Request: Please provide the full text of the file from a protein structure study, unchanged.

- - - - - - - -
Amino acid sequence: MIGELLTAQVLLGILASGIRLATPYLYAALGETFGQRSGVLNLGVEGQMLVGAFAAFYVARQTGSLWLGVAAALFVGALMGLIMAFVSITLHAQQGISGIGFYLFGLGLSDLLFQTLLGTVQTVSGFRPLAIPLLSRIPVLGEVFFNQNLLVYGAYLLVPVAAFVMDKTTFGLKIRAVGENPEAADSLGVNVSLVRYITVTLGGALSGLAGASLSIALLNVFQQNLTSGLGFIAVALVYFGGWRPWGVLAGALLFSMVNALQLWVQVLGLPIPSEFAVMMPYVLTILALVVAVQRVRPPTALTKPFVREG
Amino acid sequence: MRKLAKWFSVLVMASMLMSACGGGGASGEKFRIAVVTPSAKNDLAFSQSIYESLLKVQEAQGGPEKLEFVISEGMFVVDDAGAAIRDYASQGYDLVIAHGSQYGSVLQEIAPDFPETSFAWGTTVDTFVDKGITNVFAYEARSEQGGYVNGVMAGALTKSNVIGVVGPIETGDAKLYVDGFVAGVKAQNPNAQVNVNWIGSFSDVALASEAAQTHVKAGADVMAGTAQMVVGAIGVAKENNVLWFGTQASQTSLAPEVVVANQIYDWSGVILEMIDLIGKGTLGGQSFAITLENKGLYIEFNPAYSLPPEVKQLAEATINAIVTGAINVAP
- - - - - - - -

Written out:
Amino acid sequence: MIGELLTAQVLLGILASGIRLATPYLYAALGETFGQRSGVLNLGVEGQMLVGAFAAFYVARQTGSLWLGVAAALFVGALMGLIMAFVSITLHAQQGISGIGFYLFGLGLSDLLFQTLLGTVQTVSGFRPLAIPLLSRIPVLGEVFFNQNLLVYGAYLLVPVAAFVMDKTTFGLKIRAVGENPEAADSLGVNVSLVRYITVTLGGALSGLAGASLSIALLNVFQQNLTSGLGFIAVALVYFGGWRPWGVLAGALLFSMVNALQLWVQVLGLPIPSEFAVMMPYVLTILALVVAVQRVRPPTALTKPFVREG
Amino acid sequence: MRKLAKWFSVLVMASMLMSACGGGGASGEKFRIAVVTPSAKNDLAFSQSIYESLLKVQEAQGGPEKLEFVISEGMFVVDDAGAAIRDYASQGYDLVIAHGSQYGSVLQEIAPDFPETSFAWGTTVDTFVDKGITNVFAYEARSEQGGYVNGVMAGALTKSNVIGVVGPIETGDAKLYVDGFVAGVKAQNPNAQVNVNWIGSFSDVALASEAAQTHVKAGADVMAGTAQMVVGAIGVAKENNVLWFGTQASQTSLAPEVVVANQIYDWSGVILEMIDLIGKGTLGGQSFAITLENKGLYIEFNPAYSLPPEVKQLAEATINAIVTGAINVAP